(Bloomberg) -- The South African city of Cape Town will spend 3.3 billion rand ($249 million) to increase water supply and will tighten usage restrictions as the region continues to suffer through a drought, the Times reported.
Cape Town will put 2 billion rand toward emergency measures to raise supply and a further 1.3 billion rand over the next two years on groundwater extraction and desalination plants, the Johannesburg-based newspaper reported, citing Mayor Patricia de Lille.
Groundwater-extraction facilities are planned in Atlantis, Silverstroom, the Cape Flats, Cape Peninsula and Hottentots Holland, while desalination plants will be set up at Koeberg, Silverstroom, Woodbridge Island, Granger Bay, Hout Bay, Red Hill, Strandfontein, Monwabisi and Harmony Park, it said. A desalination barge will be stationed in Cape Town’s harbor.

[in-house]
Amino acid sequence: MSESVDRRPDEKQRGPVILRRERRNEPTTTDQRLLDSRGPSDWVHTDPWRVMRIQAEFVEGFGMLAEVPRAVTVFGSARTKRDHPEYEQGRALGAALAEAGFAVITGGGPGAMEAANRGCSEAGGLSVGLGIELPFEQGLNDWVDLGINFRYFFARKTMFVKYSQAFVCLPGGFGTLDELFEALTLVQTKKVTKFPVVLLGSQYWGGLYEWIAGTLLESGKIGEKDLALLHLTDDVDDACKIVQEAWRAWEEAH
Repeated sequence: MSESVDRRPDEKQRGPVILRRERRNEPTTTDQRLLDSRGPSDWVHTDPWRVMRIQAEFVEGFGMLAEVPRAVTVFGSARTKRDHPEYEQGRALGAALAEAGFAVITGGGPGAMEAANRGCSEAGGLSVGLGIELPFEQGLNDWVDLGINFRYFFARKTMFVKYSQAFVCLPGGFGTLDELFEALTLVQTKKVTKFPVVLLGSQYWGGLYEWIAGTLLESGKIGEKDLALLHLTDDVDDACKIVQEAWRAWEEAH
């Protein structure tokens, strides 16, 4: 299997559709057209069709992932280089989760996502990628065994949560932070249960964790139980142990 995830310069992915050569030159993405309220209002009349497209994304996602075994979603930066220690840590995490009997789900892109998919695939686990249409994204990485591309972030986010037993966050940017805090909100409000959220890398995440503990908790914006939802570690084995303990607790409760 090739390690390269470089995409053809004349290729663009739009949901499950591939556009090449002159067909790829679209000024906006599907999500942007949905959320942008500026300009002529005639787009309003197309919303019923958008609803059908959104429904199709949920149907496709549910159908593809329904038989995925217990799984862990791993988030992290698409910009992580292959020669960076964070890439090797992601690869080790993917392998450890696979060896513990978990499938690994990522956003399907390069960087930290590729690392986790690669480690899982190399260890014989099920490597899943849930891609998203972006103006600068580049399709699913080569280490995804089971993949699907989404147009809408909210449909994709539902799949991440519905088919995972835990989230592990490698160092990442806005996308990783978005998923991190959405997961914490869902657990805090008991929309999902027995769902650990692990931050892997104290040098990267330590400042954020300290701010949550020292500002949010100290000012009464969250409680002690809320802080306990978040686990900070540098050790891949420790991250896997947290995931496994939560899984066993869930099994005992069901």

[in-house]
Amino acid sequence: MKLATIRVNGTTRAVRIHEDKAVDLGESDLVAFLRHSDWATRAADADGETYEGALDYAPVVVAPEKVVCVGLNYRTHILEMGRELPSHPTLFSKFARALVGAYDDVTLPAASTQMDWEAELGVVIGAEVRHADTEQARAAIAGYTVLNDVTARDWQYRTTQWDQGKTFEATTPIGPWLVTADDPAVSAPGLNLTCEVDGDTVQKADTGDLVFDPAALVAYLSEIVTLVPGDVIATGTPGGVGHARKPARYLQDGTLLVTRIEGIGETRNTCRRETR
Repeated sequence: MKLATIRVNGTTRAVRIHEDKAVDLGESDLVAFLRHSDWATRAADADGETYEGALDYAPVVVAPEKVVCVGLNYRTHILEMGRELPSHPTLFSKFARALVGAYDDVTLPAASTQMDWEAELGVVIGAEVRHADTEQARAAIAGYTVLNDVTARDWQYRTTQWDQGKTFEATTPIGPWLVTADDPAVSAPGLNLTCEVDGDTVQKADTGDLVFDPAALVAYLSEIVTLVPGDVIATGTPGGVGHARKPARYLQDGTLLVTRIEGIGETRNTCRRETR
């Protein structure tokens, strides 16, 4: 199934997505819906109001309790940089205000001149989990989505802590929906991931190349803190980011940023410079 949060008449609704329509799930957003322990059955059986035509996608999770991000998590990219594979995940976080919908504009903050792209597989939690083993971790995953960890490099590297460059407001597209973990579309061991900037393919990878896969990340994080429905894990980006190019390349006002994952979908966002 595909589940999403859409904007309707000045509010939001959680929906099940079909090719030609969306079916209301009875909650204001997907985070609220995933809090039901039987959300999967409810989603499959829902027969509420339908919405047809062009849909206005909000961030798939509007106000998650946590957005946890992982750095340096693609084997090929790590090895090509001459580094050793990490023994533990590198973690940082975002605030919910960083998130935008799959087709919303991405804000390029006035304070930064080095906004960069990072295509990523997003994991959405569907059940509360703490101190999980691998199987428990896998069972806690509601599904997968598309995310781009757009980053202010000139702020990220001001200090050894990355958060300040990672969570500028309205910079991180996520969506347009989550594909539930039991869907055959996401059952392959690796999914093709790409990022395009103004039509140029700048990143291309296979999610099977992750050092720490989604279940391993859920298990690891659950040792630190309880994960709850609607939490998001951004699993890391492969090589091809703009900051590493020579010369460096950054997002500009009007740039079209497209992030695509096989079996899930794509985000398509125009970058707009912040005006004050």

The new prescribed usage limits will be “far less” than the 87 liters (23 gallons) allowed for each person daily, the Times said, citing Xanthea Lindberg, the mayoral committee’s member for utilities. The measures will provide 200 million liters of water daily, or 40 percent of the city council’s target.